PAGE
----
Is It Better to Steam or Iron Your Clothes?
Ironing is time-tested, but steaming is the effective new kid on the block. Find out which method is the best for your garment.
Silk, chiffon, tencel, oh my! The plethora of fabrics to choose from can be overwhelming—and then, you have to factor in how to care for each article of clothing you have. Each type of fabric needs certain care and it’s best to read the fine print on your clothing tag with instructions, especially when it comes to getting wrinkles out. It’s just one of the ways to make your favorite clothes last longer. But, is it better to use an iron, or a steamer to get those pesky lines out? When you’re deciding on how to smooth your rumpled clothes, consider these factors: fabric material and if you have the time and necessary accessories. Here, we iron out the facts on whether to use a steamer or an iron.
When it comes to removing wrinkles from all kinds of fabrics, steamers are superior, said Nathan Ripley from Maid Just Right. The old trick of hanging up a garment while taking a hot shower works, but an actual steamer is superior. “The easy-to-use steamer can be helpful in the care of very delicate fabrics, as it will make them smooth. The steamer is also very easy to turn on again during the day, and that’s something you won’t find with time-consuming irons,” Ripley explained.
Personal stylist and fashion expert Vanessa Valiente from V-Style said steaming is better when you have a delicate fabric like silk or chiffon and you have some time. “A steamer can still work on an item like cotton,” Valiente explains. “But it takes forever and it will never get wrinkles out of a cotton garment like an iron. A steamer can freshen a rayon or linen garment.”
What are the benefits and disadvantages of using a steamer?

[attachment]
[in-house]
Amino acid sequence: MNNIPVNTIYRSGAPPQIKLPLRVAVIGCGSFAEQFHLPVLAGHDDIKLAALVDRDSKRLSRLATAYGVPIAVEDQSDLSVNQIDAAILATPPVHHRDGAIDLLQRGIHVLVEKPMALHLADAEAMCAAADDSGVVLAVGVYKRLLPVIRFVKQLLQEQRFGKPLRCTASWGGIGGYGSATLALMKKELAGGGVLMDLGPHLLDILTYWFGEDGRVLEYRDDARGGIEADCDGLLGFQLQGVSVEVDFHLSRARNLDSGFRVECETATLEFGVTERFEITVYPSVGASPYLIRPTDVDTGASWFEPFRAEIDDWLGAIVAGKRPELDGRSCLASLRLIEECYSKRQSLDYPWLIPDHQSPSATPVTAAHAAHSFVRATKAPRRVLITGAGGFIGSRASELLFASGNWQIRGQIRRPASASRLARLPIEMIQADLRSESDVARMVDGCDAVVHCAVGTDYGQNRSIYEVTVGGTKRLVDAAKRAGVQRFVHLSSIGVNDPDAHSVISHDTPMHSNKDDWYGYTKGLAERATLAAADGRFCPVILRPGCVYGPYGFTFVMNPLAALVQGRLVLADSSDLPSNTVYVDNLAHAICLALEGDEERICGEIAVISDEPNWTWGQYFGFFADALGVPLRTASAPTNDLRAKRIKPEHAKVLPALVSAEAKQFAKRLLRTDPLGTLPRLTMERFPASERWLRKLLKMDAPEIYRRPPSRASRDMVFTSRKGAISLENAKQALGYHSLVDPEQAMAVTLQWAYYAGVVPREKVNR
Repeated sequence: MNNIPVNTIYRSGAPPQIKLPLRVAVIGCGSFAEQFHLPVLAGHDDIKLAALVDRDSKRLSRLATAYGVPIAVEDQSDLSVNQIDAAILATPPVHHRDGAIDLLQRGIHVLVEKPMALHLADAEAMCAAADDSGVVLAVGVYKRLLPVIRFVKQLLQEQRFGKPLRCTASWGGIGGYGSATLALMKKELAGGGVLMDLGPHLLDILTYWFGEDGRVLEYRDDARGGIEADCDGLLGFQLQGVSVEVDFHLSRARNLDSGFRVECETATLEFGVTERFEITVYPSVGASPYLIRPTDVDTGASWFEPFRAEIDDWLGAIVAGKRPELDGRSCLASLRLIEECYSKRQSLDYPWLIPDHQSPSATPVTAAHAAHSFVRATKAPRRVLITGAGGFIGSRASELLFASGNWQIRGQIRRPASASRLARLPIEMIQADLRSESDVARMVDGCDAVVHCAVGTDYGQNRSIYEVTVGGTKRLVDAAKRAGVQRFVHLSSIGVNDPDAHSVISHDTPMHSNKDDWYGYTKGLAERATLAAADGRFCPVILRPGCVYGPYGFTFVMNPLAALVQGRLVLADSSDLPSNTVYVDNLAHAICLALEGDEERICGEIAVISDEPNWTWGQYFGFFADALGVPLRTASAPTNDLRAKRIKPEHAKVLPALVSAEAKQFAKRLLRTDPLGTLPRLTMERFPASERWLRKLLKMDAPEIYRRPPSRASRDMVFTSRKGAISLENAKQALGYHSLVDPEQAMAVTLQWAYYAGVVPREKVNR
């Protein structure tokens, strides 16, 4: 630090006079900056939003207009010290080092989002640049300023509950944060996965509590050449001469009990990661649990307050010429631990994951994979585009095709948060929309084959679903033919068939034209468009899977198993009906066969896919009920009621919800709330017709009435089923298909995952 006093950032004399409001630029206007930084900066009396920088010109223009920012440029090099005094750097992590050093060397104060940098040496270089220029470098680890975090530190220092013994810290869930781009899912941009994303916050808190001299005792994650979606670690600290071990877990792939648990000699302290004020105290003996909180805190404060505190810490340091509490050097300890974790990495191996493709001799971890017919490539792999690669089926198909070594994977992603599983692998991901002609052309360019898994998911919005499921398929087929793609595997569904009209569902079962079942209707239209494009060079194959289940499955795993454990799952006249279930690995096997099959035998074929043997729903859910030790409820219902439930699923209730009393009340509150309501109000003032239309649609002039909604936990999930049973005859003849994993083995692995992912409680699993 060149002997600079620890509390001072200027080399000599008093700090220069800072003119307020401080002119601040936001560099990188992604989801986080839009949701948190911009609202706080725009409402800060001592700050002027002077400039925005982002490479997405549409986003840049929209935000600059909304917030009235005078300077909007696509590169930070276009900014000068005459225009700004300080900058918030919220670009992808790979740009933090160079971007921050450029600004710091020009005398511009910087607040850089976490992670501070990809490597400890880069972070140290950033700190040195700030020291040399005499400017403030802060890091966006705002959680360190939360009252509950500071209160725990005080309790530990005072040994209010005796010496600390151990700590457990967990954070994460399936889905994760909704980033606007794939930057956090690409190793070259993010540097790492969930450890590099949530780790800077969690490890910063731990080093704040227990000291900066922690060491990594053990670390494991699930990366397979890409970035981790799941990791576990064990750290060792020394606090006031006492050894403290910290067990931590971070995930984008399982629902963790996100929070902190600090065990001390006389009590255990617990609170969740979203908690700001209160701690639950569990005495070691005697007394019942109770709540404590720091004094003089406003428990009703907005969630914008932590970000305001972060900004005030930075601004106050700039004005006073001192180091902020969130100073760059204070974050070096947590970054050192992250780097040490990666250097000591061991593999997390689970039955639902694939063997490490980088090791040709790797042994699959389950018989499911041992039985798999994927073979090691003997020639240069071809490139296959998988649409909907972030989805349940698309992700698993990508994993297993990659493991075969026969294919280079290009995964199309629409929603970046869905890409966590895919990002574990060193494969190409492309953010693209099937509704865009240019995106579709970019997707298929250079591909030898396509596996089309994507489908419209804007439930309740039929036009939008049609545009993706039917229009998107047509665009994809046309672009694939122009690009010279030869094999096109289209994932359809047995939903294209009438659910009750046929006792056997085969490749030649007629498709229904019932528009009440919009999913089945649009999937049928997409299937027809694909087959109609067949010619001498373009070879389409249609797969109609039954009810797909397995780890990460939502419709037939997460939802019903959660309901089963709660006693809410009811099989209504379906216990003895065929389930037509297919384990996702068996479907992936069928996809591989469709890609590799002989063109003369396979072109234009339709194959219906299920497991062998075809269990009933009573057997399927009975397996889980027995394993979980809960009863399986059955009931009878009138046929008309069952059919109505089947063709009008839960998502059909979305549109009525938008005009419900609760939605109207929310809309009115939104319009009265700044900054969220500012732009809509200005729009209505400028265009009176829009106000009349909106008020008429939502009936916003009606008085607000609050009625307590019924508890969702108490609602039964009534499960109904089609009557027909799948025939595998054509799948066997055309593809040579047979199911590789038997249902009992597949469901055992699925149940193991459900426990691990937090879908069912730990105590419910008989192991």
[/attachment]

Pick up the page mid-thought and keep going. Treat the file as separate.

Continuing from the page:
The interaction between the steam and the clothing garment actually kills bacteria, as mentioned on The Laundress. Steaming not only freshens clothes and removes odors, but it saves you time and money from one less trip to the dry cleaners,—probably one of the things your dry cleaner prefers you not to know. Also, the lightweight functionality of steaming eliminates the potential to burn clothes or add unwanted creases that can be tricky to get out. It’s also super convenient—you don’t need any extra accessories like an ironing board. The one downside? It. Takes. Forever. But that’s basically it!
How do you steam clothes the right way?
First, make sure you have a handy place to hang the garment for best use. Pull the fabric taut with one hand and slowly move the steamer up and down the garment, holding it one inch away from the fabric.
Approaching an iron like this one for the first time can be daunting, but it’s a task that must be done for crisp clothing. It’s best suited for stiffer and stronger materials, like cotton, denim, and canvas, Valiente said. Ironing is a time-tested method, and here’s everything you need to know about it.
What are the benefits and disadvantages of ironing?
According to Valiente, the most iron-friendly fabrics are cotton, denim, canvas, rayon, and linen. These fabrics respond almost exclusively to an iron. But, there is no such thing as ironing without an ironing board like this. This requires both space and time spent waiting for it to heat up, Ripley said. And if you’re not careful, using an iron can easily ruin silk or chiffon. “If you don’t have the silk perfectly flat, you can risk creating a fold in the silk that is extremely difficult to get out,” Valiente said. Don’t have an iron on hand? Use these tricks to getting wrinkles out of your clothes without an iron or steamer.
How do you iron clothes the right way?
You know the drill and have seen it done a million times before. The balance of pressure and movement is tedious, though. The trick to having smooth and burn-free clothing is to match the iron heat to what’s instructed on the fabric care label. From there, the rest is crease-free history.
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